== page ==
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 Post subject: Cable length estimation - arc flash studies
PostPosted: Tue Jun 02, 2020 7:08 am 

Joined: Tue Jun 02, 2020 6:49 am
Posts: 5
Hi everyone,

I did some research on internet about estimation cable length when you don't know this parameter, but I didn't find anything. I found this forum and it seems to have a good community and knowledge that I need.

Did you ever have made some tests if you change the length by about more or less 10%, what was the effect on the energy ? I know that the effects is more important with low voltage side. I.E that we need to have the best estimation for 600V equipment than 13,8kV for example.

Does someone have more explanations, ideas or papers that will help me with this thing.

Thanks a lot for the help.


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 Post subject: Re: Cable length estimation - arc flash studies
PostPosted: Tue Jun 02, 2020 9:37 am 
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Joined: Wed Jun 10, 2009 5:00 pm
Posts: 263
Location: Toronto
renog wrote:
Hi everyone,

I did some research on internet about estimation cable length when you don't know this parameter, but I didn't find anything. I found this forum and it seems to have a good community and knowledge that I need.

Did you ever have made some tests if you change the length by about more or less 10%, what was the effect on the energy ? I know that the effects is more important with low voltage side. I.E that we need to have the best estimation for 600V equipment than 13,8kV for example.

Does someone have more explanations, ideas or papers that will help me with this thing.

Thanks a lot for the help.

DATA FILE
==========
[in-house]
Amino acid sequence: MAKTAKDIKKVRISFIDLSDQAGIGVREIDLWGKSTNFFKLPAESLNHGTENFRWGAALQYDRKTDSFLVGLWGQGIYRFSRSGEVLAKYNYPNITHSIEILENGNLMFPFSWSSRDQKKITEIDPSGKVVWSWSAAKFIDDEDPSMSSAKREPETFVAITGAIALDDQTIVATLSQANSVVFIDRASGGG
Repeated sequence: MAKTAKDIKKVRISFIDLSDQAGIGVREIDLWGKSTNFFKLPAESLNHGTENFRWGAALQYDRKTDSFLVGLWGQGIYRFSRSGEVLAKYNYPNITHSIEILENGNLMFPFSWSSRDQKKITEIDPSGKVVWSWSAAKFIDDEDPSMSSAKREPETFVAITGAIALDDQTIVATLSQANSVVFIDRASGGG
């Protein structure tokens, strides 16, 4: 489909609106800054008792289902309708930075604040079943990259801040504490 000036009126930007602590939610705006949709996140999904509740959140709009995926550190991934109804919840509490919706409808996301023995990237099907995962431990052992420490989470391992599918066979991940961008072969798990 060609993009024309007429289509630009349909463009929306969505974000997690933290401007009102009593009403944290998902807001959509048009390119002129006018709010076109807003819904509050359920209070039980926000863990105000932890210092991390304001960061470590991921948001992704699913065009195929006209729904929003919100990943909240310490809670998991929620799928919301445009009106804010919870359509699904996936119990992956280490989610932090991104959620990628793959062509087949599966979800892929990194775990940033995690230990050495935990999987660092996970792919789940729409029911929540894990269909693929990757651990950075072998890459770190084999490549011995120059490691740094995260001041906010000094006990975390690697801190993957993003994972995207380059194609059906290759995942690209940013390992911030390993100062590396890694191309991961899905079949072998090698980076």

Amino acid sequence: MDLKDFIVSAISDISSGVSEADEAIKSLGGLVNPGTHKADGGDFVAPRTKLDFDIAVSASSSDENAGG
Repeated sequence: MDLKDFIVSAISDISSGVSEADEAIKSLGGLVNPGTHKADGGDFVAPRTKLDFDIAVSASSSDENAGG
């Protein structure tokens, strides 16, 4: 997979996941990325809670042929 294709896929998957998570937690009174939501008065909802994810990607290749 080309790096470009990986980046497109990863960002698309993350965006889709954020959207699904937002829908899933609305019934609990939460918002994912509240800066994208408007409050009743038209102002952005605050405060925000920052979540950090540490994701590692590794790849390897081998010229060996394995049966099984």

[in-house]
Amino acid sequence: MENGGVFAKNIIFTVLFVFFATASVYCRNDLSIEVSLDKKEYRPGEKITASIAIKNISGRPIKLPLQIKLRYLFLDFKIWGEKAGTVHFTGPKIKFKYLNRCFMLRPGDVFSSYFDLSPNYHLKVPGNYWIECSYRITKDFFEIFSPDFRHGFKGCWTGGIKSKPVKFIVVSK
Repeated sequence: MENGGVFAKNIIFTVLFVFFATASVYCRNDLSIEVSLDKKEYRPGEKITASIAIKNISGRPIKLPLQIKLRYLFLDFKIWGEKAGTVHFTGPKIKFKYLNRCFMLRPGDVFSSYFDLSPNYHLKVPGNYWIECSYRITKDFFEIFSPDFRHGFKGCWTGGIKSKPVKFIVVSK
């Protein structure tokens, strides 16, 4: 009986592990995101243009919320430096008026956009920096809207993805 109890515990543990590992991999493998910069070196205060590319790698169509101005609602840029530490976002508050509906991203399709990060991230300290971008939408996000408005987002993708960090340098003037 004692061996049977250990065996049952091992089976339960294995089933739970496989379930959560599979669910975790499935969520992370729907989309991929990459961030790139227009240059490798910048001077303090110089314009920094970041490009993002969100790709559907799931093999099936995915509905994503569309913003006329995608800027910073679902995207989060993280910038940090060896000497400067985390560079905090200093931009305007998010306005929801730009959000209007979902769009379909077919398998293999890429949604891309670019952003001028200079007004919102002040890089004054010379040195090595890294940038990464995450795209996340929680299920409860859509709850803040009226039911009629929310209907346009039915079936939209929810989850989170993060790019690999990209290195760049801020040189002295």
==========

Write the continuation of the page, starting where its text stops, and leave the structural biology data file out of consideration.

cable length would have an impact on predicted fault current in the equipment hence on the calculated IE and AFB. Typical software for short circuit analysis would allow you to make changes to cable length and observe its impact on available fault current.

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 Post subject: Re: Cable length estimation - arc flash studies
PostPosted: Tue Jun 02, 2020 9:56 am 

Joined: Tue Jun 02, 2020 6:49 am
Posts: 5
Yeah I understand, but rule of thumbs if you have no idea how far the equipment is. Do we put 100', 300' or 500' for example?

I know that if I put 10' I will have the worst case for short-circuit. But for IE and AFB it may not...

So know, i don't know how to approach it.


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 Post subject: Re: Cable length estimation - arc flash studies
PostPosted: Wed Jun 03, 2020 12:03 am 

Joined: Wed Dec 12, 2018 12:59 am
Posts: 3
Location: Germany
It depends on what type of disconnector you have (breaker or fuse)

With breakers you usually have the greatest IEs with high short-circuit currents (so short cables) unless your current gets so low that you hit the lower relay settings (short or even long time pickup instead of instantaneous). Also keep in mind that the arcing current is lower than the calculated short-circuit current when you look at your trip settings!

For fuses there is a tipping point resulting from the fuse diagrams. As long as you stay in the "instantaneous" range (usually when the short-circuit current is greater than 20-30 x nominal fuse current) then highest currents again translate to highest IE. But once you get in the thermal region of the fuse, then lower currents usually mean higher IEs as the increase in fuse melting time is greater than the decrease of short-circuit current (I hope that makes sense). A short example based on DGUV 203-078 calculations but it should translate similarly to IEEE 1584 calculations:

1000 kVA 6% 400 V Transformer, Alu 95 mm² cable, 200 amps fuse